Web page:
Wakefield

Studio: IFC Films
Directed by Robin Swicord

May 18, 2017 Issue #60 - Father John Misty
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Writing an unsympathetic protagonist is a risk. Writing one who is on screen for an entire film’s runtime needs a greater purpose, and even then alienating the audience is a real possibility. In Wakefield, Bryan Cranston plays Howard Wakefield, a lawyer who arrives late to his suburban home due to a train malfunction. He plays a trick on his wife (Jennifer Garner) by hiding in the attic above their garage, and watches her fret before accidentally falling asleep in a chair. Howard stays in the attic for months, or the entire film’s runtime.

The film shows Howard, through flashback and his own inner dialog, as a controlling and manipulative man – he married his wife out of competitive spirit with a friend who was also courting her. It would be insufferable if it weren’t for the fact that it follows the same principle and style of a novel with an unreliable narrator, with an added bonus of offering true visual glimpses into his character. A similar story wouldn’t be surprising in a collection of John Cheever’s work.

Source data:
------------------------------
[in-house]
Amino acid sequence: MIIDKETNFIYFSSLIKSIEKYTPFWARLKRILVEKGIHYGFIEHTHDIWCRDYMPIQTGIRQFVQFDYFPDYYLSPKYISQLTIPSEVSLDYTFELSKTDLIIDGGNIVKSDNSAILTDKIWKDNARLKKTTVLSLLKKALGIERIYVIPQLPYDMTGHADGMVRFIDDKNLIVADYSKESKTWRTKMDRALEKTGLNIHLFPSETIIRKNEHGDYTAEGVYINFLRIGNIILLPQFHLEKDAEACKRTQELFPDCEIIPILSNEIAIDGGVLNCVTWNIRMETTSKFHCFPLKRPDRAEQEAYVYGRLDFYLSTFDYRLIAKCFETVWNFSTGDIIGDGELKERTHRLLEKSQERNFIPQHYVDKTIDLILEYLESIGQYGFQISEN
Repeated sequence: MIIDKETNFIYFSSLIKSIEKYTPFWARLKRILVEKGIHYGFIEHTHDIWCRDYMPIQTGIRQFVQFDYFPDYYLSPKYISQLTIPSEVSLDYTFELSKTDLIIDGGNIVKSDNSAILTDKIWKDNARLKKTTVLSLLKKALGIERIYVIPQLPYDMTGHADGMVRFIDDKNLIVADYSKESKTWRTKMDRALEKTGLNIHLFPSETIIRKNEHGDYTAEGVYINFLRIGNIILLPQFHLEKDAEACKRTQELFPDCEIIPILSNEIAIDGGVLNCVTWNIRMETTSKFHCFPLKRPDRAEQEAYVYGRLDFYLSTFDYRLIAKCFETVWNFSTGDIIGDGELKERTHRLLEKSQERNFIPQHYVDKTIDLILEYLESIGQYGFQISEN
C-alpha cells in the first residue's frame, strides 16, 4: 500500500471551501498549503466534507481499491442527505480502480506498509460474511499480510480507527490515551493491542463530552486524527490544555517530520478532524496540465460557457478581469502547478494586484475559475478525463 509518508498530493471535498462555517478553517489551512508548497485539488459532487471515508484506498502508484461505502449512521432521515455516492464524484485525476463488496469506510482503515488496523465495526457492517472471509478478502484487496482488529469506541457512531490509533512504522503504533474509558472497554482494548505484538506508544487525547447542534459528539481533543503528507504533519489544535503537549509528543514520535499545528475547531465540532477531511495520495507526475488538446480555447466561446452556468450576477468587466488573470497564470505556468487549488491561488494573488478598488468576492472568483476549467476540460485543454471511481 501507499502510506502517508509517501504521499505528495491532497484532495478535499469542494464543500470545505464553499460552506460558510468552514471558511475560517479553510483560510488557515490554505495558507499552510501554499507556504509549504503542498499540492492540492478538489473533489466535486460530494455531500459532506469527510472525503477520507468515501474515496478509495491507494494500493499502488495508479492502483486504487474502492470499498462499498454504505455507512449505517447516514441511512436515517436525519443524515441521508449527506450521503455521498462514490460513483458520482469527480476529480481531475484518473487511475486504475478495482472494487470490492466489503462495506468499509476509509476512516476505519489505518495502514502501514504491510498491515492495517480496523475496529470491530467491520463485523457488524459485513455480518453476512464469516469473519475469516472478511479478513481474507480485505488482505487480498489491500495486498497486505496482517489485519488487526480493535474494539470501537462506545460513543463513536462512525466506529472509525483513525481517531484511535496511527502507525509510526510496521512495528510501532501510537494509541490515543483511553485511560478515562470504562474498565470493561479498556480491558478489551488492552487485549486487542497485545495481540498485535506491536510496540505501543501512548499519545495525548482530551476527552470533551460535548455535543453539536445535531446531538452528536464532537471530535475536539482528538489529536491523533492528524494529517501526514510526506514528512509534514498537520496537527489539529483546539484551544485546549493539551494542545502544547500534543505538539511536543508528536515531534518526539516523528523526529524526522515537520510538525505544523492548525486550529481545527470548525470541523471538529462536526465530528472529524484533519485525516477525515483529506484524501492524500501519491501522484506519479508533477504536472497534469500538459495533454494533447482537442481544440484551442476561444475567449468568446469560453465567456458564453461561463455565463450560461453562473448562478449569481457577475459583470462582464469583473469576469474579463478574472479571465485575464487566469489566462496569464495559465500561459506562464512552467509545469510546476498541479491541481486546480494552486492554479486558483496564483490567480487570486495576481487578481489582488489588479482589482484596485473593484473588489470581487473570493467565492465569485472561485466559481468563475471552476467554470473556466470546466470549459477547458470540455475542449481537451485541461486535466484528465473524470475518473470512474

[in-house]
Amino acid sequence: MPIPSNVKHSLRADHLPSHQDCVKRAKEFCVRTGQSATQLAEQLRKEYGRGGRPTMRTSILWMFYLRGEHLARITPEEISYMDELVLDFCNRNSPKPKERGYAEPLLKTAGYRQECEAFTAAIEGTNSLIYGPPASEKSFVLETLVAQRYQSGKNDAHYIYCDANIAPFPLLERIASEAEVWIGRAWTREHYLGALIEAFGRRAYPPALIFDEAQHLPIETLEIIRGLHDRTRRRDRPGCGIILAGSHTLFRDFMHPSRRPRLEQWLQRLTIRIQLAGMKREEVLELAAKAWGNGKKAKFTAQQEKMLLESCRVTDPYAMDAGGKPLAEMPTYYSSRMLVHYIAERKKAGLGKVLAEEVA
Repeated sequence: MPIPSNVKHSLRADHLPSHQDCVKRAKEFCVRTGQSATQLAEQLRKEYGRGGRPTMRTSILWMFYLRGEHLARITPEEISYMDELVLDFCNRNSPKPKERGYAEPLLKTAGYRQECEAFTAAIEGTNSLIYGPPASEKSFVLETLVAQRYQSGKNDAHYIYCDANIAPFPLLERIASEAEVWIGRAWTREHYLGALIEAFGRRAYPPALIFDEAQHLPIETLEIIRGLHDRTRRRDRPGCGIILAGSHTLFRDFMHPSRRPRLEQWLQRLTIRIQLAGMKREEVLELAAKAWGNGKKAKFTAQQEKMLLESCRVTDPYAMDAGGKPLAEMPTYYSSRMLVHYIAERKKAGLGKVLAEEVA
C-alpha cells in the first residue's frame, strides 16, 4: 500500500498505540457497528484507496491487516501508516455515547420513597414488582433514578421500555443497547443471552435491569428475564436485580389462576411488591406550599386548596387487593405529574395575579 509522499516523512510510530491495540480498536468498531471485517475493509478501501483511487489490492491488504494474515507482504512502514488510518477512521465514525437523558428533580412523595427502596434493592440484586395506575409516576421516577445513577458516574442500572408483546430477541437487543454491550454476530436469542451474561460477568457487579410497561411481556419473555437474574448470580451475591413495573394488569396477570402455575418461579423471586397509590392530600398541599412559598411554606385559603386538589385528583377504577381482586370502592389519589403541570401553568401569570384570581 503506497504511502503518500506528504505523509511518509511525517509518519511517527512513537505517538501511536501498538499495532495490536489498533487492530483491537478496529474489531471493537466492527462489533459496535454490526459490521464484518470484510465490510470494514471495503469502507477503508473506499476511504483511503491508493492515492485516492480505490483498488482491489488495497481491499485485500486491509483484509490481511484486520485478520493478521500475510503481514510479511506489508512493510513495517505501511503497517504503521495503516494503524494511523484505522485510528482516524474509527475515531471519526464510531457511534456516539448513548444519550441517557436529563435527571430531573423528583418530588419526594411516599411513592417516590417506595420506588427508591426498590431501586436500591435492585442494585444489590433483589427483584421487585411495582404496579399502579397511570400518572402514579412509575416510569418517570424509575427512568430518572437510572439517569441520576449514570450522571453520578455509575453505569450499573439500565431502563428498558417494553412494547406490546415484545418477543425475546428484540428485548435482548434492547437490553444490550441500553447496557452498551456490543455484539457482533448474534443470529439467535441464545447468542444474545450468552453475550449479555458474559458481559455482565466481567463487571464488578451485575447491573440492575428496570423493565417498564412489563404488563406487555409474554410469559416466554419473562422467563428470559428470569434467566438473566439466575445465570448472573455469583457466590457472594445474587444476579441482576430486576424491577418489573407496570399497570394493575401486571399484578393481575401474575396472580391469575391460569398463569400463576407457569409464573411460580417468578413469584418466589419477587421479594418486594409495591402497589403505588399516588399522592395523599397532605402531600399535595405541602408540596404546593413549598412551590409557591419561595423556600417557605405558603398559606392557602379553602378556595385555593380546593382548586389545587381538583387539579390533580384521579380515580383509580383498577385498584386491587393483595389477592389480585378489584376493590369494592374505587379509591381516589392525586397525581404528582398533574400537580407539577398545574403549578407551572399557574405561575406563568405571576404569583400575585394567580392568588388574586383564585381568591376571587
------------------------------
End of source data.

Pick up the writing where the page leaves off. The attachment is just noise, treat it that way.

Wakefield is somewhat about suburban malaise, but it’s also about masculine control. Writer-director Robin Swicord put the film in head and at the hands of Cranston’s Howard, not to champion his decisions or character, but to show the audience a portrait of a man who needs to win even when he loses. Fortunately it avoids a traditional redemption arc, but plenty of missteps – the traveling Russian scavengers – keep it from being as good as it could be.

Author rating: 6.5/10

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